Menopause is a four-letter word for many women. In addition to mood swings, night sweats, hot flashes, cold feet and hands, and dry skin, many women experience insomnia. The cause of sleepless nights is primarily due to hormonal changes. Fortunately, you don’t have to resign yourself to living with the tossing and turning. Follow our tips for overcoming menopausal insomnia so you can get that peaceful night of sleep you thought wasn’t possible.
Hormonal Changes During the transition from perimenopause through menopause, a woman's production of estrogen and progesterone decreases. One of the many roles these hormones play is helping you sleep. When these sleep-promoting hormones drop, women find their ability to fall asleep and stay asleep to be negatively impacted.
Hot Flashes A hot flash is caused by a surge of adrenaline in response to your body dealing with a drastic decrease in hormones. As a result, you experience an intense feeling of warmth especially in the face, neck and chest, along with profuse sweating. When a hot flash happens during the night, you wake up feeling quite uncomfortable and your body often finds it difficult to recover from this sudden spike in energy, making it difficult to fall back asleep.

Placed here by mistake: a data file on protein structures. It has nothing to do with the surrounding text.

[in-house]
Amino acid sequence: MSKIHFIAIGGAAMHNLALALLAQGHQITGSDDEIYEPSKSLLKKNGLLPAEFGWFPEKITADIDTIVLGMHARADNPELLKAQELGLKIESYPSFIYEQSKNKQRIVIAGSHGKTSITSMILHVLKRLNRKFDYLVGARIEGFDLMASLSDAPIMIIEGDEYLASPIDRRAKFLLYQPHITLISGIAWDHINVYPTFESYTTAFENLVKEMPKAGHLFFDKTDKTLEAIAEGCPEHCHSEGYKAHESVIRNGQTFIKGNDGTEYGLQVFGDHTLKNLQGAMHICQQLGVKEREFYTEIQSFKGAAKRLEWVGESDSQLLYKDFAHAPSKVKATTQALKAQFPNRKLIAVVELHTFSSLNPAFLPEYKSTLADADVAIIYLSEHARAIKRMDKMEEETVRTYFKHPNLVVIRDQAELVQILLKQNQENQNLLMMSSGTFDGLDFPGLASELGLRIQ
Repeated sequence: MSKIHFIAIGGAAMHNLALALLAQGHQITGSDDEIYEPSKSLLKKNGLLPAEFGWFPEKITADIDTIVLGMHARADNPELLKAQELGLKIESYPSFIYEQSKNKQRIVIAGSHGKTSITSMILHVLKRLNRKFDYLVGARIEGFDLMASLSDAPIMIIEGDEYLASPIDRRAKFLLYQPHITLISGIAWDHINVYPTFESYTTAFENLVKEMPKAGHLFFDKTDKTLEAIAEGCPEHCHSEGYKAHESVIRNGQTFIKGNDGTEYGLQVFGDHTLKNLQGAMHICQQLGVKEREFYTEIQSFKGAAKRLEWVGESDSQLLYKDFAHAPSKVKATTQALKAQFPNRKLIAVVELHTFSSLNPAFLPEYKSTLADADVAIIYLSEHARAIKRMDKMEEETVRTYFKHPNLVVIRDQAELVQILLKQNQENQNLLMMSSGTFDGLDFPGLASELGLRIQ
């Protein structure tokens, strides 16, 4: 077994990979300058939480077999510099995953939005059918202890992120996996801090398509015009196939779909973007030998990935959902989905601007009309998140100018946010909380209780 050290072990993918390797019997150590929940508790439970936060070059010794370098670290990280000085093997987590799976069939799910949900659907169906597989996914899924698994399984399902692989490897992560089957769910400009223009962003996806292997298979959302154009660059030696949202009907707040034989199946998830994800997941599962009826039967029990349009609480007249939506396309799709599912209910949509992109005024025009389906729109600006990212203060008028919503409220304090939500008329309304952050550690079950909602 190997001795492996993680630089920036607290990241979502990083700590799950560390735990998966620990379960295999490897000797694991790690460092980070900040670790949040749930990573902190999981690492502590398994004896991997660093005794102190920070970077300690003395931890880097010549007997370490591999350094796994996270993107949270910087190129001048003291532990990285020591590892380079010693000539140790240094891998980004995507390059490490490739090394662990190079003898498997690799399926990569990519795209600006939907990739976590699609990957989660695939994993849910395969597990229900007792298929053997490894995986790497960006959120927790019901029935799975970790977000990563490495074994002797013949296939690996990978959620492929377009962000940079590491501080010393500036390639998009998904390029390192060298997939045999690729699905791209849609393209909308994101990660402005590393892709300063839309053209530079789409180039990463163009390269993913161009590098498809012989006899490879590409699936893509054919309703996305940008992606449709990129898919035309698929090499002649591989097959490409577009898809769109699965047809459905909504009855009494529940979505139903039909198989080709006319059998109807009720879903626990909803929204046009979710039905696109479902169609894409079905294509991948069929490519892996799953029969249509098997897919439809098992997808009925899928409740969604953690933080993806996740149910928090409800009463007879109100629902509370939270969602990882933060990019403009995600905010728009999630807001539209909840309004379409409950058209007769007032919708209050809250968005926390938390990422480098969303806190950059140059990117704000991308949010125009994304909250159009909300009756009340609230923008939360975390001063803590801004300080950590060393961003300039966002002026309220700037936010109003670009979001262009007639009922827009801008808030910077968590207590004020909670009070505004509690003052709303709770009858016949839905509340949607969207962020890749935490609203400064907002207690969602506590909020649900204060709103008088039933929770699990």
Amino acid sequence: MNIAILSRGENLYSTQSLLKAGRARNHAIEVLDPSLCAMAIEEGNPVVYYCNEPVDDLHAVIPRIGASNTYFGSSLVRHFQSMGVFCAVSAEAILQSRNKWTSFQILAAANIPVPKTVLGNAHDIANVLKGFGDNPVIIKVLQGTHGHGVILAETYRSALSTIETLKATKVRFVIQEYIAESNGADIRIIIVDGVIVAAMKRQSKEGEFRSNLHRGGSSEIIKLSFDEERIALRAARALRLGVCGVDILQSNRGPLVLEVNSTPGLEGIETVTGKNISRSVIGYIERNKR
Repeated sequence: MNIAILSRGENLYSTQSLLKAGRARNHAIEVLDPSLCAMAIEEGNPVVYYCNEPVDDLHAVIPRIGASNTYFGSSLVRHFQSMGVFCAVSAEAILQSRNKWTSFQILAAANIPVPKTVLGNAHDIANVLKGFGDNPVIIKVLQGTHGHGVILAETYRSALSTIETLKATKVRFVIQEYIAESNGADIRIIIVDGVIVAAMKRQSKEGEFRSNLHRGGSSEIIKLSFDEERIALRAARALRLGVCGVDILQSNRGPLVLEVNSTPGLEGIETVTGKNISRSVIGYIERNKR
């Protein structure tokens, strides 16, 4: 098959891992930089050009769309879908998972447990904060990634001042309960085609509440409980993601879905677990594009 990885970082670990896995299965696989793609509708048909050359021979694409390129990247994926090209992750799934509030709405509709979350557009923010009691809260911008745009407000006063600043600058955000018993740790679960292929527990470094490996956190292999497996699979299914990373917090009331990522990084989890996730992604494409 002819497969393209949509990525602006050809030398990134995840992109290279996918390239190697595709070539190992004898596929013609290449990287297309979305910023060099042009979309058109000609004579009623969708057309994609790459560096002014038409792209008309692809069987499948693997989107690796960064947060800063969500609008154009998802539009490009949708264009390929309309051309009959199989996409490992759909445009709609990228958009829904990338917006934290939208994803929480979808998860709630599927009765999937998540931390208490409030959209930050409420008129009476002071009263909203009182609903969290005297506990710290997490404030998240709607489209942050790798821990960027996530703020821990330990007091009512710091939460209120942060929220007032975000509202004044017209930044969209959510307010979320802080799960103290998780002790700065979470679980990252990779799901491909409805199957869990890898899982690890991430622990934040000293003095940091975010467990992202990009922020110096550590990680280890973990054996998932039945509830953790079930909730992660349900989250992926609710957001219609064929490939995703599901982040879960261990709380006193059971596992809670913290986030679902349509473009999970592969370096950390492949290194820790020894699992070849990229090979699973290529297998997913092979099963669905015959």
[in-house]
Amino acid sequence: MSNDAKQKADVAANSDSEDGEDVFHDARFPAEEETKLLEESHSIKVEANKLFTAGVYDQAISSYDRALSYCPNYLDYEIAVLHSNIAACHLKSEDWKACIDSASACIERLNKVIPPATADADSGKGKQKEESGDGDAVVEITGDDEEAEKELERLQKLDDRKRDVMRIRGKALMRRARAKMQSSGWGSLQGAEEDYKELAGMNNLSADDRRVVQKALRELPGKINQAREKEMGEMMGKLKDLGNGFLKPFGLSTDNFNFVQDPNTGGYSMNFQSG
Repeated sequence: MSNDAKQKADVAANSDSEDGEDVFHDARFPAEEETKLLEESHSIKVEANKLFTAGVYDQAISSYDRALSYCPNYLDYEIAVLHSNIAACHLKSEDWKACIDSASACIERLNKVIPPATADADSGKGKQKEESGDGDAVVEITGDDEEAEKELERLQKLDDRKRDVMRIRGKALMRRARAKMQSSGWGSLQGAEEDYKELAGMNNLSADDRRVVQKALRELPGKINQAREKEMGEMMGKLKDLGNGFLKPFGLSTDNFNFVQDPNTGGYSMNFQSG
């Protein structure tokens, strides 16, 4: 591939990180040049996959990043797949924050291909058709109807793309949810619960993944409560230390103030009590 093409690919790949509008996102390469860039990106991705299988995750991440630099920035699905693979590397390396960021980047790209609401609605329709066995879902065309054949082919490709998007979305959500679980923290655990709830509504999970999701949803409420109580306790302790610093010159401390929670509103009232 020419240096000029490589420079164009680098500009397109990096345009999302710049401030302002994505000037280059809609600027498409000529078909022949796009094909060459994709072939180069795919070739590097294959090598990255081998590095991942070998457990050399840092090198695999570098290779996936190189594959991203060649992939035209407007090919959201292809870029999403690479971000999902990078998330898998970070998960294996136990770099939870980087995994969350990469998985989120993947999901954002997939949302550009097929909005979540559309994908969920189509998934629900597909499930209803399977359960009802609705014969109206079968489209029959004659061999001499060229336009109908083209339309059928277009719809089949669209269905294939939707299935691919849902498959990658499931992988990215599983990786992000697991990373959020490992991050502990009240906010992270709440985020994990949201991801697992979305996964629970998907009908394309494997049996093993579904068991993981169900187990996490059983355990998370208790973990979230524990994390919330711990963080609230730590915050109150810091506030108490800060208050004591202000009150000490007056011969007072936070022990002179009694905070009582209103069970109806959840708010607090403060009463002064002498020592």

Treatment and Solutions While there are no concrete “cures” for insomnia related to menopause, there are several things you can do to improve your chances of falling asleep and staying asleep.
Create a Bedroom That Encourages Sleep
- The cooler the room temperature, the better; 65° is typically the temperature many find to be effective.
- Avoid unnecessary distractions such as the buzzing and blinking lights of cell phones that can alert your brain even when you’re asleep.
- Keep things quiet by silencing grandfather clocks, ticking clocks, radios and other unnecessary sounds.